Universal Credit: When “Natural Migration” causes more harm than good
When Judy found herself being moved on to Universal Credit, she had not anticipated the stress and financial anxiety it would cause her. Rather than helping her to take control of her life, it has set her back in her mental health and ability to live independently. Z2K Caseworker, Natasha Cross, on UC and natural migration. UPDATE: Our evidence to the Work and Pensions committee has now been published.
Natasha Cross, 26 February 2019 As a caseworker, I see clients with numerous Universal Credit (UC) issues such as entitlement, applying for additional elements and challenging miscalculations. Whilst matters that are often tricky to address in themselves, what strikes me most is the profound impact on emotional well-being, as well as financial stability. Judy is a strong case in point.
When I first met Judy, she was panicked and in a vulnerable stage. Suffering from multiple autoimmune diseases which are aggravated significantly by stress, Judy had moved boroughs to reduce her overheads and make her life more manageable. Her move automatically triggered UC, a process that is known as “natural migration”.
Judy lives alone and can only keep abreast of her bills and financial liabilities through very careful financial planning. What should have been a smooth migration, has been anything but – from issues with carrying over her entitlement for Employment and Support Allowance (ESA) support group, to securing her housing cost element to adjusting to the loss of her Severe Disability Premium (SDP).
Judy feels as though she is being punished for trying to take control of her life, and consequently her mental health has suffered. For Judy, it feels like there is no way out of the problems caused by natural migration and that her entitlement to welfare benefits has been made more complicated; alongside her UC, she is still also on the equivalent to contributions-based ESA. In turn, she fears another re-assessment of her Support Group entitlement. Judy has received conflicting information as to whether she can revert to legacy benefits; she has lost all faith in the Department for Work and Pensions (DWP) and feels completely unsupported.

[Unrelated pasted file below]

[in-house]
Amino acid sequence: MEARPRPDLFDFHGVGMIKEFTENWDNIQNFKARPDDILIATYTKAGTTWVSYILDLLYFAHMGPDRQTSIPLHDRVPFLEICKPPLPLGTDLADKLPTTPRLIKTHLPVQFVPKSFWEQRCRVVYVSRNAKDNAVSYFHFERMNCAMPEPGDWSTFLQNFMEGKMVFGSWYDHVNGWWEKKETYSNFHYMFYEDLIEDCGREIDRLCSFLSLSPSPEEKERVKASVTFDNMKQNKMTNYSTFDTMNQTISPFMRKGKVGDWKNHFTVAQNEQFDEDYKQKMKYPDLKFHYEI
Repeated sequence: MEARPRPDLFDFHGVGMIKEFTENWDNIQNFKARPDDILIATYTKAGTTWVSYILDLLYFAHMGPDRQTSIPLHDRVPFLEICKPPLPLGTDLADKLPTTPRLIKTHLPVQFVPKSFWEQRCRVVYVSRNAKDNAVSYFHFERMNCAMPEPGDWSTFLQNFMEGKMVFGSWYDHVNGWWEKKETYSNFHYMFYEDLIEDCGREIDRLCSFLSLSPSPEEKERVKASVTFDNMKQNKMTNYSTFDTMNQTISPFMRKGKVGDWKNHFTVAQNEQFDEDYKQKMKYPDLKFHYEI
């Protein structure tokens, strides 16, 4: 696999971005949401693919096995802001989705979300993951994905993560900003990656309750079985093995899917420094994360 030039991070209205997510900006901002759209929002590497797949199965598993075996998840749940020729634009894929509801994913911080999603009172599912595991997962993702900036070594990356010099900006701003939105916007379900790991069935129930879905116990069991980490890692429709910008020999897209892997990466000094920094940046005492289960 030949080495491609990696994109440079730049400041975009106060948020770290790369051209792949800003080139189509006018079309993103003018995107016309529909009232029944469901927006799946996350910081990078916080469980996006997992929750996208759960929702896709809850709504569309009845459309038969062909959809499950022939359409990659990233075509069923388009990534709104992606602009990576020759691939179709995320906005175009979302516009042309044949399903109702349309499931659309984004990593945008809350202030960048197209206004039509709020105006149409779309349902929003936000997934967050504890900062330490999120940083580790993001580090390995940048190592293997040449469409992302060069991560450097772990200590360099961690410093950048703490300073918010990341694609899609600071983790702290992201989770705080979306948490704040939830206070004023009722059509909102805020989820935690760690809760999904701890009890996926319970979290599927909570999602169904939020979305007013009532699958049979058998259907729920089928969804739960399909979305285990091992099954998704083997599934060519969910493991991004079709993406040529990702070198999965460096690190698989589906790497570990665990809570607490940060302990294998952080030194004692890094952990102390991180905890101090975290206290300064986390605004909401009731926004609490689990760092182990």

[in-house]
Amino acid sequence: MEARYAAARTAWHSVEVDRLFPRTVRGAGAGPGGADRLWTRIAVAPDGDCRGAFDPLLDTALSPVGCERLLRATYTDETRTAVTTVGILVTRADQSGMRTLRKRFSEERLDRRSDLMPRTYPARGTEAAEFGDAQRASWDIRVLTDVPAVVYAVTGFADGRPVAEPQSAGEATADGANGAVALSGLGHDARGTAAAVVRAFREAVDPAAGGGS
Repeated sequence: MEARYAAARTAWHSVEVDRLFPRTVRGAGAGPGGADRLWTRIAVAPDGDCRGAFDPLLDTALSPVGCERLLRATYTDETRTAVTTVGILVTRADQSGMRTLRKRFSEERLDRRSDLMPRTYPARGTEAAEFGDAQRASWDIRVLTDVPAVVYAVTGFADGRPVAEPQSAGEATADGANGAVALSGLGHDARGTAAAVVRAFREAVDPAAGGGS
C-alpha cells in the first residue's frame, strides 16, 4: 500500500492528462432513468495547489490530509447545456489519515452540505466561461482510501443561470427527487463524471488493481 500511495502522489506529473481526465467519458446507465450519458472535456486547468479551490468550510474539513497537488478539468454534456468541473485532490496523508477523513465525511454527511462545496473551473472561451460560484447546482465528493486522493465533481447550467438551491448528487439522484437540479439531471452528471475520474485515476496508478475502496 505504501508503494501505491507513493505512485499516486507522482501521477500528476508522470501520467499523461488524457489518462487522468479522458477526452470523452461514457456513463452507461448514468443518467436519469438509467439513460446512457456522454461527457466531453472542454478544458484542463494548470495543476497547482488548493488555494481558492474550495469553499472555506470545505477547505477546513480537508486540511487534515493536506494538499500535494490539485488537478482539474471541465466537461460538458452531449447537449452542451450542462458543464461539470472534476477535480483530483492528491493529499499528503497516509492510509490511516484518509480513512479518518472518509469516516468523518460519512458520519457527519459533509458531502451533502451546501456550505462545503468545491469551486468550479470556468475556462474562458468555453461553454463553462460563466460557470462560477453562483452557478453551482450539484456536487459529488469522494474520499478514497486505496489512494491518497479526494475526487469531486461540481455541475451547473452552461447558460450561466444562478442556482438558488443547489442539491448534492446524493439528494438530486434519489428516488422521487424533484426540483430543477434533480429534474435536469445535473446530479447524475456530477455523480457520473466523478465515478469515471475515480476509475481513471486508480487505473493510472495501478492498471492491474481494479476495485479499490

Whilst we have been able to assist Judy, we remain concerned about the many people who cannot access help. Trust in the DWP has significantly waned since the introduction of UC. The promises of a fluid and easy transition from legacy benefits triggered when a claimant has a change in circumstances have been completely broken. The result is a welfare system shockingly unfit for purpose and thousands of disabled and in-need citizens left to fend for themselves when they need support the most.
I am still helping Judy, and she is now considering moving home again but this time into a property with relatives. Whilst jeopardising her independence, she hopes it will reduce the stress and anxiety associated with further complications in her housing cost element of UC. More than anything, Judy feels stuck, and regrets her decision to move boroughs in the first place.
As it stands, the Work and Pensions Committee are investigating the effects of natural migration. Having witnessed first-hand the overwhelming detrimental effects on the health of our clients as well as the instability caused to their financial circumstances, I can only hope that the committee recognises the strain put on these citizens of whom, after all, are just trying to claim the money they deserve.
* To protect the identity of our clients, a false name has been used.